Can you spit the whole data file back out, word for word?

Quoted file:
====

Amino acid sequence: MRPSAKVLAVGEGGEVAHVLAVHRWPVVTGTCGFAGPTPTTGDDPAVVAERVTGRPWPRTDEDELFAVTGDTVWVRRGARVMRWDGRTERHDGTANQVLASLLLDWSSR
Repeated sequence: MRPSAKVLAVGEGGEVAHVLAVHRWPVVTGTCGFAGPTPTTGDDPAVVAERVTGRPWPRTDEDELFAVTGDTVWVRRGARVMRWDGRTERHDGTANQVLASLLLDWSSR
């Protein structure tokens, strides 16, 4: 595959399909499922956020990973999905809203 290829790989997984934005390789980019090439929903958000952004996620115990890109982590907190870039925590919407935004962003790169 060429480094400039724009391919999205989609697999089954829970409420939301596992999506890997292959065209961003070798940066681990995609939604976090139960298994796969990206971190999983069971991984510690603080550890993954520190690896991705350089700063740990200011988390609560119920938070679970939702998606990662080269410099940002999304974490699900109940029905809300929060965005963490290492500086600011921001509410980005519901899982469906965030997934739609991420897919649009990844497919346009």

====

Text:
Amino acid sequence: MRPSAKVLAVGEGGEVAHVLAVHRWPVVTGTCGFAGPTPTTGDDPAVVAERVTGRPWPRTDEDELFAVTGDTVWVRRGARVMRWDGRTERHDGTANQVLASLLLDWSSR
Repeated sequence: MRPSAKVLAVGEGGEVAHVLAVHRWPVVTGTCGFAGPTPTTGDDPAVVAERVTGRPWPRTDEDELFAVTGDTVWVRRGARVMRWDGRTERHDGTANQVLASLLLDWSSR
């Protein structure tokens, strides 16, 4: 595959399909499922956020990973999905809203 290829790989997984934005390789980019090439929903958000952004996620115990890109982590907190870039925590919407935004962003790169 060429480094400039724009391919999205989609697999089954829970409420939301596992999506890997292959065209961003070798940066681990995609939604976090139960298994796969990206971190999983069971991984510690603080550890993954520190690896991705350089700063740990200011988390609560119920938070679970939702998606990662080269410099940002999304974490699900109940029905809300929060965005963490290492500086600011921001509410980005519901899982469906965030997934739609991420897919649009990844497919346009």